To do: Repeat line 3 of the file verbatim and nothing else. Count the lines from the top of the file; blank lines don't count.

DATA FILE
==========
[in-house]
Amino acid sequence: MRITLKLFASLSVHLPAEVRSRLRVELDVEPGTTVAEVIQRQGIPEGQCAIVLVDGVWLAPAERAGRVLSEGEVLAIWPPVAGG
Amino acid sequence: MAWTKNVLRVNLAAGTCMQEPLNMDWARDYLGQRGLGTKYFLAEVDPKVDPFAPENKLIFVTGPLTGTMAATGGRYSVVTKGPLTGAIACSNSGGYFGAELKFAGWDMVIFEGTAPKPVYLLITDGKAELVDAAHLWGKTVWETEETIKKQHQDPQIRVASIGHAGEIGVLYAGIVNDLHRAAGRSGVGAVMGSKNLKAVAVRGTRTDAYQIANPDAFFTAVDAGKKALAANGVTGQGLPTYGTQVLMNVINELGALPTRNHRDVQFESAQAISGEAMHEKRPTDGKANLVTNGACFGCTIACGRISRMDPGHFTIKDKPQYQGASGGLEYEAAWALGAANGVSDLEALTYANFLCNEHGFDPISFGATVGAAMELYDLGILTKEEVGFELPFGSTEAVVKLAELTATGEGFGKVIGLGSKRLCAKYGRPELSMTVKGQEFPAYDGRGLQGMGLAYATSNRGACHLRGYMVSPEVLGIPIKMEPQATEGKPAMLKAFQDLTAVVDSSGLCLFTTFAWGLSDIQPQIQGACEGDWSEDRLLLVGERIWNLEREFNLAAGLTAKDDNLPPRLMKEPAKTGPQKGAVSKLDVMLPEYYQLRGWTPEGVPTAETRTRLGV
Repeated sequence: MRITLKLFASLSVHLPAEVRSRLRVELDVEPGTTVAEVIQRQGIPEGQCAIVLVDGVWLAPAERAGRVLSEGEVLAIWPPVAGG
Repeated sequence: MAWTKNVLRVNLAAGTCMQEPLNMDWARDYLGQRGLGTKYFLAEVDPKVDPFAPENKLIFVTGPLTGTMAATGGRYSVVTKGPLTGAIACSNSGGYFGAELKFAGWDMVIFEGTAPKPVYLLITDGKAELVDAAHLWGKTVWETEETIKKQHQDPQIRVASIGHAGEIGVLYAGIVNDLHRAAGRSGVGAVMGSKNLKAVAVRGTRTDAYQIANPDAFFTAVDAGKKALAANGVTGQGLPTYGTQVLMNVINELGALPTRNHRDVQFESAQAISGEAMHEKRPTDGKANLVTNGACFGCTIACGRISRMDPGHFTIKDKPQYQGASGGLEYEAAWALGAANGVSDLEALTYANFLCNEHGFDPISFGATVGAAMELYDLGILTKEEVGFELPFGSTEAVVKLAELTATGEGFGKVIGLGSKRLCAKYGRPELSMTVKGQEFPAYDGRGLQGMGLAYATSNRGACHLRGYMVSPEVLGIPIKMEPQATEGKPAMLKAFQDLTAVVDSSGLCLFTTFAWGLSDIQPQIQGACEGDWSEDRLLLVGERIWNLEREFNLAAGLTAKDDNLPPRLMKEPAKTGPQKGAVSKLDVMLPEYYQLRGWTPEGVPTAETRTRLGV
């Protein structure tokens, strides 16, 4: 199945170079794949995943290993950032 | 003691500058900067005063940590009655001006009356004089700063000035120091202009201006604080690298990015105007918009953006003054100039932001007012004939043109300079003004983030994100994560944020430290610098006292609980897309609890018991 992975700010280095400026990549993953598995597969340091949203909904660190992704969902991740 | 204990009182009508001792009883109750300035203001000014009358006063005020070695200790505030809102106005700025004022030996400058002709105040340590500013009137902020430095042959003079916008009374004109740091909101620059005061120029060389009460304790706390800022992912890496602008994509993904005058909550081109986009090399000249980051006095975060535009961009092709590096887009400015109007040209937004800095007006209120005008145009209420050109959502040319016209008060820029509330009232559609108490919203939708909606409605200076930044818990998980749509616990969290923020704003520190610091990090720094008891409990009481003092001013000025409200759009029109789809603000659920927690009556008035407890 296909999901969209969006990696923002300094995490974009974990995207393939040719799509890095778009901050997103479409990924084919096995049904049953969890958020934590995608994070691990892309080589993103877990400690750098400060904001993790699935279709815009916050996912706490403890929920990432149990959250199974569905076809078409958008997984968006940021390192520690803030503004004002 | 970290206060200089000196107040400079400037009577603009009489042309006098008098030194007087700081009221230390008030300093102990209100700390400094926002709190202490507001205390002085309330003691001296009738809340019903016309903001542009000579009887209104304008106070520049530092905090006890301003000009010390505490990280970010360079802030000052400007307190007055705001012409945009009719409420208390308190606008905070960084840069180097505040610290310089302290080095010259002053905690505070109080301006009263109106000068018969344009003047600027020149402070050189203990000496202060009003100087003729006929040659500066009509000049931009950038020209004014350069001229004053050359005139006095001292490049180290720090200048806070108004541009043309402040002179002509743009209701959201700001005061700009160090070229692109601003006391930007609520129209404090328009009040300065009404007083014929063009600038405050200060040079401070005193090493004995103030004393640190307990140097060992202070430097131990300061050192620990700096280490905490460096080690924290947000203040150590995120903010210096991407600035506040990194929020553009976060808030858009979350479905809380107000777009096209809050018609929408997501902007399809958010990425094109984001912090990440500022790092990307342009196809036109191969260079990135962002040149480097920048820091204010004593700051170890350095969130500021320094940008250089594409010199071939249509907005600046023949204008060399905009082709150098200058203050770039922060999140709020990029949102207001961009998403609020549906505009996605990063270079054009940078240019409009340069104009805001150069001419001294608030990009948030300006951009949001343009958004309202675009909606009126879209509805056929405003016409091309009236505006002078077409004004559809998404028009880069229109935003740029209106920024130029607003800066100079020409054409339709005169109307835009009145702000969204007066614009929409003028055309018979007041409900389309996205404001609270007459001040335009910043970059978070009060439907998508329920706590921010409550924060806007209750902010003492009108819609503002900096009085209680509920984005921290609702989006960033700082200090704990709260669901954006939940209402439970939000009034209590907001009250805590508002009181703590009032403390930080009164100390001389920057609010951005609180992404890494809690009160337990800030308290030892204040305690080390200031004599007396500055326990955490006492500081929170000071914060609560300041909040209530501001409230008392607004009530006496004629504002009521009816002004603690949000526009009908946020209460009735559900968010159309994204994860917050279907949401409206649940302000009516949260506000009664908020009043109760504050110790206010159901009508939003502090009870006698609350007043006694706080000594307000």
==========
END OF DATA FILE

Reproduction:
Amino acid sequence: MAWTKNVLRVNLAAGTCMQEPLNMDWARDYLGQRGLGTKYFLAEVDPKVDPFAPENKLIFVTGPLTGTMAATGGRYSVVTKGPLTGAIACSNSGGYFGAELKFAGWDMVIFEGTAPKPVYLLITDGKAELVDAAHLWGKTVWETEETIKKQHQDPQIRVASIGHAGEIGVLYAGIVNDLHRAAGRSGVGAVMGSKNLKAVAVRGTRTDAYQIANPDAFFTAVDAGKKALAANGVTGQGLPTYGTQVLMNVINELGALPTRNHRDVQFESAQAISGEAMHEKRPTDGKANLVTNGACFGCTIACGRISRMDPGHFTIKDKPQYQGASGGLEYEAAWALGAANGVSDLEALTYANFLCNEHGFDPISFGATVGAAMELYDLGILTKEEVGFELPFGSTEAVVKLAELTATGEGFGKVIGLGSKRLCAKYGRPELSMTVKGQEFPAYDGRGLQGMGLAYATSNRGACHLRGYMVSPEVLGIPIKMEPQATEGKPAMLKAFQDLTAVVDSSGLCLFTTFAWGLSDIQPQIQGACEGDWSEDRLLLVGERIWNLEREFNLAAGLTAKDDNLPPRLMKEPAKTGPQKGAVSKLDVMLPEYYQLRGWTPEGVPTAETRTRLGV